Somebody sings : Brechtian epic devices in the plays of Caryl Churchill
Morelli, Henriette Marguerite
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While in recent years Caryl Churchill's drama has engendered substantial critical inquiry, there has been no sustained or comprehensive examination of her work in the context of one of this century's most influential dramatic forms, what has been known as Brechtian epic theatre. Epic theatre's counter-discursive, counter-hegemonic elements have appealed to a new generation of women playwrights, among them Caryl Churchill, who finds its politics invaluable to her socialist feminist dramaturgy. A detailed exploration and analysis of several of Churchill's explicitly socialist feminist plays, Light Shining in Buckinghamshire (1976), Vinegar Tom (1976), Cloud Nine (1978), Top Girls (1982), Fen (1983), and A Mouthful of Birds (1986), enable us to determine the extent to which her plays can usefully be considered within the context of Brechtian epic theatre and to understand Churchill's unique application of epic techniques to a politic that moves beyond class concerns to incorporate concerns of gender, race, sexual orientation, and age. The theoretical framework of this dissertation will address subjectivity, power, and discourse in an attempt to demonstrate how Churchill's plays, like all literary texts, construct meaning and subject positions for the reader and for the audience. This dissertation privileges socialist and/or feminist theories that stress the social construction of subjectivity and recognize the need for historical specificity. Such a critical methodology not only clarifies how Churchill's epic drama, with its strong socialist feminist politic, constructs fictive representations of women and men that contest norms of patriarchal gender relations and the implicit hierarchies of value at work within them, but also reveals how Churchill moves beyond Brecht to present complex female and male characters whose subjectivities are constructed in the experience of class, race, gender, sexual orientation, and age.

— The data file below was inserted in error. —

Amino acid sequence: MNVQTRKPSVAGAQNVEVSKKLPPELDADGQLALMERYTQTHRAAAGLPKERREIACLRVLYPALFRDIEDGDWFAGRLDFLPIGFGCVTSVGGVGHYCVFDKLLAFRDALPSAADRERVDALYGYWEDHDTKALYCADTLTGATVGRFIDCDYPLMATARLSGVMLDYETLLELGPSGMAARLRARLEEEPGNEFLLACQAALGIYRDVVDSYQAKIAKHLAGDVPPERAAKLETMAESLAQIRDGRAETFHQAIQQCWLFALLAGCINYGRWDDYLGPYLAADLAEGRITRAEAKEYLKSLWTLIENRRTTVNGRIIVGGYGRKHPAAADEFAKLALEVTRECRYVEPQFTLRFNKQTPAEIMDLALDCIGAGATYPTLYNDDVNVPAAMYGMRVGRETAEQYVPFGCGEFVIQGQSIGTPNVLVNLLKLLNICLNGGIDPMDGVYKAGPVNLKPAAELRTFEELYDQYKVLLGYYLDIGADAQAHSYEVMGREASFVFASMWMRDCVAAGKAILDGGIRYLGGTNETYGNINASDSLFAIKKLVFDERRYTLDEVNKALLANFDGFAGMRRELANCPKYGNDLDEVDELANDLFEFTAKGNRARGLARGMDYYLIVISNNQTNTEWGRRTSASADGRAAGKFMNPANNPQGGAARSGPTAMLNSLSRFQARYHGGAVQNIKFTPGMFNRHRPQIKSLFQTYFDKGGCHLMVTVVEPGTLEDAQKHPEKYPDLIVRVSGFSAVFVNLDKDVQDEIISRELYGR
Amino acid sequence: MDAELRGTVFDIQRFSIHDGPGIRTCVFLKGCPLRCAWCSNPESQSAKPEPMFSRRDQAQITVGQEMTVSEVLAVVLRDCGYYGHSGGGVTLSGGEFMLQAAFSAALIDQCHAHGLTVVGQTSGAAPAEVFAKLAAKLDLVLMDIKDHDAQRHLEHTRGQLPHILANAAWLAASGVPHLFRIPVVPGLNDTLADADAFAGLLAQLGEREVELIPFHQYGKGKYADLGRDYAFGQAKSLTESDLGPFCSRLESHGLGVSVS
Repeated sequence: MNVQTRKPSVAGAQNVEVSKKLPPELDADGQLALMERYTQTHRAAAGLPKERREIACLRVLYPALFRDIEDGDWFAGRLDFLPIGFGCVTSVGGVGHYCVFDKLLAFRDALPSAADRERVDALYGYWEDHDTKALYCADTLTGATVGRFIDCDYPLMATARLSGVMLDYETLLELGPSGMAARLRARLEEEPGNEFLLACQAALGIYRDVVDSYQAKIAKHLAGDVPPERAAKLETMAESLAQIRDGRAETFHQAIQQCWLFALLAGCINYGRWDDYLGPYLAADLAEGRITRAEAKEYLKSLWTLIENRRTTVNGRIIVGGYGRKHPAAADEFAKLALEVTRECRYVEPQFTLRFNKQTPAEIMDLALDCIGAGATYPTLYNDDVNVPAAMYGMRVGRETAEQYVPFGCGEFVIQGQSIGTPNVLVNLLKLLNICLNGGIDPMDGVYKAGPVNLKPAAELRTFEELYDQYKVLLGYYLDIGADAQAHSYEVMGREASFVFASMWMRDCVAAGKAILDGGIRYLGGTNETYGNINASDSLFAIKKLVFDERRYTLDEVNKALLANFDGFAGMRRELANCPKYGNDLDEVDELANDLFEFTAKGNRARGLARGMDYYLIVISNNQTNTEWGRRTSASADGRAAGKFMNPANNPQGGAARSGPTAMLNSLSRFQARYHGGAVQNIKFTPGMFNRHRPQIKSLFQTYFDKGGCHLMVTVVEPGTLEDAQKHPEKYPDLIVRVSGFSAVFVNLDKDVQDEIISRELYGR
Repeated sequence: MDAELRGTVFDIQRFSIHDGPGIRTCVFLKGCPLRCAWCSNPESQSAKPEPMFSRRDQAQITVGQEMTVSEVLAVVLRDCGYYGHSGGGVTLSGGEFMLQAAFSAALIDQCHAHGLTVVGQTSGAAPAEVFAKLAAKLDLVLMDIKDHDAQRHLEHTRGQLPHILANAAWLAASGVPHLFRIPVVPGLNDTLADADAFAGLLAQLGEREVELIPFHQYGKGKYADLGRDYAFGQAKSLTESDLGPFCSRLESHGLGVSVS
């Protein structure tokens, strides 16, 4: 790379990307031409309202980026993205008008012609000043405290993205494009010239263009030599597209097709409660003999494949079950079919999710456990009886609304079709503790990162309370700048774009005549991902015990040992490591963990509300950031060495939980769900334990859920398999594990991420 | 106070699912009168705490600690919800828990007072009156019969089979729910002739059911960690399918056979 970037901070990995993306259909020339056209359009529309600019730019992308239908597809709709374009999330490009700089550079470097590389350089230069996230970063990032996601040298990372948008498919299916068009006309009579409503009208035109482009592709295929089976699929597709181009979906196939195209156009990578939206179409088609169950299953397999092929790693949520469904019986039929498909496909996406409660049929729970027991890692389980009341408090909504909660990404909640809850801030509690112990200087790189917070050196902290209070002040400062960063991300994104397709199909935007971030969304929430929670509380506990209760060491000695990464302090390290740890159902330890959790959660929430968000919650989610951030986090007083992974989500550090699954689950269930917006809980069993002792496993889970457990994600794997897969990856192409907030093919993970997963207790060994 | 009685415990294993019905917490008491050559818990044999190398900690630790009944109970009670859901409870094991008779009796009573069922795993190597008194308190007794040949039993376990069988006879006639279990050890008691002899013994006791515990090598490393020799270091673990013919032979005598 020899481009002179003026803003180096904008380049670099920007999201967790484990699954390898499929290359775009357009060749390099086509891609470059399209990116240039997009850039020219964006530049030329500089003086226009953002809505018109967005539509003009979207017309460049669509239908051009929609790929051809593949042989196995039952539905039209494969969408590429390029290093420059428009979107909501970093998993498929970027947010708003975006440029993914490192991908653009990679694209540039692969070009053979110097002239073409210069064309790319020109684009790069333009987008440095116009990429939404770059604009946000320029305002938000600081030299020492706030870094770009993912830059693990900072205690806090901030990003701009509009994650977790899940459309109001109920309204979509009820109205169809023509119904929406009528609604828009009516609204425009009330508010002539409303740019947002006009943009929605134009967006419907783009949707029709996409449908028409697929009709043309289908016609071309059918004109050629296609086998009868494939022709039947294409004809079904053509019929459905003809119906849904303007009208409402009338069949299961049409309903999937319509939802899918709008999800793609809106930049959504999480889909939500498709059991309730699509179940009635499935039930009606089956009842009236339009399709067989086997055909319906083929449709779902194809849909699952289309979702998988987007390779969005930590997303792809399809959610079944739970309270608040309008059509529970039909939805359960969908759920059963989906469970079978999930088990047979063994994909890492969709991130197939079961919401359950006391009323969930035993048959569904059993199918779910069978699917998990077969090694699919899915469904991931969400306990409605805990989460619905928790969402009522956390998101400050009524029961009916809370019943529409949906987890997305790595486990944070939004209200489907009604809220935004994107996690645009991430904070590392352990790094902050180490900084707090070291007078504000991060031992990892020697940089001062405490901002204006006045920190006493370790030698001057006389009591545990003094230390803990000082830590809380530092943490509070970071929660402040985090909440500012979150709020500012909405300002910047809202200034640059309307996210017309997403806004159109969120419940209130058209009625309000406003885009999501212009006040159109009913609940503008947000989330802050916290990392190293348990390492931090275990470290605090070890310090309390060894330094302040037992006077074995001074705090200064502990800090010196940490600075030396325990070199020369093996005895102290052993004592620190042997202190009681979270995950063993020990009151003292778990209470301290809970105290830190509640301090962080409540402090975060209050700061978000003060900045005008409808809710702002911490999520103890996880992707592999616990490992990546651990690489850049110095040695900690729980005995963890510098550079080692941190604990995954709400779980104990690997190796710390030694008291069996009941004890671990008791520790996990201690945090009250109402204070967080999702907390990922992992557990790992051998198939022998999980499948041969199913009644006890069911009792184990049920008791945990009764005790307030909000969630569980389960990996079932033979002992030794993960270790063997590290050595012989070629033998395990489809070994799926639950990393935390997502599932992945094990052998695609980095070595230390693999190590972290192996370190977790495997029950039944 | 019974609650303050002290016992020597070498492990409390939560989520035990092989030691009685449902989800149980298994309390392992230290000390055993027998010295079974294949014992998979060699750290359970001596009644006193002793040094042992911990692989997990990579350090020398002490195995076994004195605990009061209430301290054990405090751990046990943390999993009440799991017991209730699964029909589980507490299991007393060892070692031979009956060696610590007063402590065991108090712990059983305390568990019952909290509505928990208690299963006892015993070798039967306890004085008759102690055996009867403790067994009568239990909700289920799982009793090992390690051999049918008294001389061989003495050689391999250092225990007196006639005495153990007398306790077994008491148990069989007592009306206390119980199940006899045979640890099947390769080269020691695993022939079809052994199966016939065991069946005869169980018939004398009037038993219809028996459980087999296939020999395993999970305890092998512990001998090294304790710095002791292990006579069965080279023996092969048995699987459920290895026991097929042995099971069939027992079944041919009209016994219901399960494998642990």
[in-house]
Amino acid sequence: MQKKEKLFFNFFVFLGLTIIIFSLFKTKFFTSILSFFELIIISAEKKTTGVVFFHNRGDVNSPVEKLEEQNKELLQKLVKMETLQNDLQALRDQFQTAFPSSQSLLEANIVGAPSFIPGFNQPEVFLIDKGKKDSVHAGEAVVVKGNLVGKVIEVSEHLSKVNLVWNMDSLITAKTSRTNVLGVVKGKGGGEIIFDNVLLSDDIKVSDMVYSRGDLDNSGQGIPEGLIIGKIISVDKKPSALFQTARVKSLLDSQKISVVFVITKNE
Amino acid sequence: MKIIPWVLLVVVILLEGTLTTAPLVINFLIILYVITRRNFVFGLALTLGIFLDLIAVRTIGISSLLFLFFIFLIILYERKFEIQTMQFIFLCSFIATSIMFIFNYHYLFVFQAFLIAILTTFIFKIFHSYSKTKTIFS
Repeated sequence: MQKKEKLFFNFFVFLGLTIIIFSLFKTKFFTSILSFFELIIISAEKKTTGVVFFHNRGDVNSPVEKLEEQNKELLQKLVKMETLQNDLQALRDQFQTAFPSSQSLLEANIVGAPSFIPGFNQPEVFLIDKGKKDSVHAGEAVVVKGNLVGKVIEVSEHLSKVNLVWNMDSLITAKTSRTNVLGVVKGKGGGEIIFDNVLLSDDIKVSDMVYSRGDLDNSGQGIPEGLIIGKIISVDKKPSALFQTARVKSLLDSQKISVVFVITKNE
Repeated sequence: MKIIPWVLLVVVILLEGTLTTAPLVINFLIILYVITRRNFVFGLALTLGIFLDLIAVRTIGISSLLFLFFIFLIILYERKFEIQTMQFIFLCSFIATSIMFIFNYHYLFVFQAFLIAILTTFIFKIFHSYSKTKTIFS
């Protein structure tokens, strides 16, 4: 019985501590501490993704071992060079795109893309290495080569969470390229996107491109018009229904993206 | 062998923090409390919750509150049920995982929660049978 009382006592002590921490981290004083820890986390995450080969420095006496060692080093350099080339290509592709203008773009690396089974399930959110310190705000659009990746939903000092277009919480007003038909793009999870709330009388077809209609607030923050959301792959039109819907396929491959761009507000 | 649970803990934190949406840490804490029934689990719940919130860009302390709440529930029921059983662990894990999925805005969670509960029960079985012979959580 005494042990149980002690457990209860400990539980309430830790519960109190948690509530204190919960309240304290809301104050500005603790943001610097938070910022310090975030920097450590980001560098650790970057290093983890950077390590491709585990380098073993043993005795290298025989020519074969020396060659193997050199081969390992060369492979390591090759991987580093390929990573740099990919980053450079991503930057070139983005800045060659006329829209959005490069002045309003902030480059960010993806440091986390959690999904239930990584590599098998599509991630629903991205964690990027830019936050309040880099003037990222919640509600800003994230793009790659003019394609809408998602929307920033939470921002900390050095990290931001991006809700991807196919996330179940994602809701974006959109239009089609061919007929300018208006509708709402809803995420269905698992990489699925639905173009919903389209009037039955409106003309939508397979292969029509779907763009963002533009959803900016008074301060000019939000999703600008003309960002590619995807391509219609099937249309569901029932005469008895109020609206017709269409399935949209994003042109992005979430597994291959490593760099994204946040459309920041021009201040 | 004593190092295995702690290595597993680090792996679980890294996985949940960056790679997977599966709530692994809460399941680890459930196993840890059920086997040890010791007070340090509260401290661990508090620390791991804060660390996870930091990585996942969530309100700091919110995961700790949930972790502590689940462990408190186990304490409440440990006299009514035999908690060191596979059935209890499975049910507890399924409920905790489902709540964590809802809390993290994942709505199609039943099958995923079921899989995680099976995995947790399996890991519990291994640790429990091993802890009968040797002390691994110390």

DegreeDoctor of Philosophy (Ph.D.)
Copyright DateApril 1998
women and literature
Socialism and theater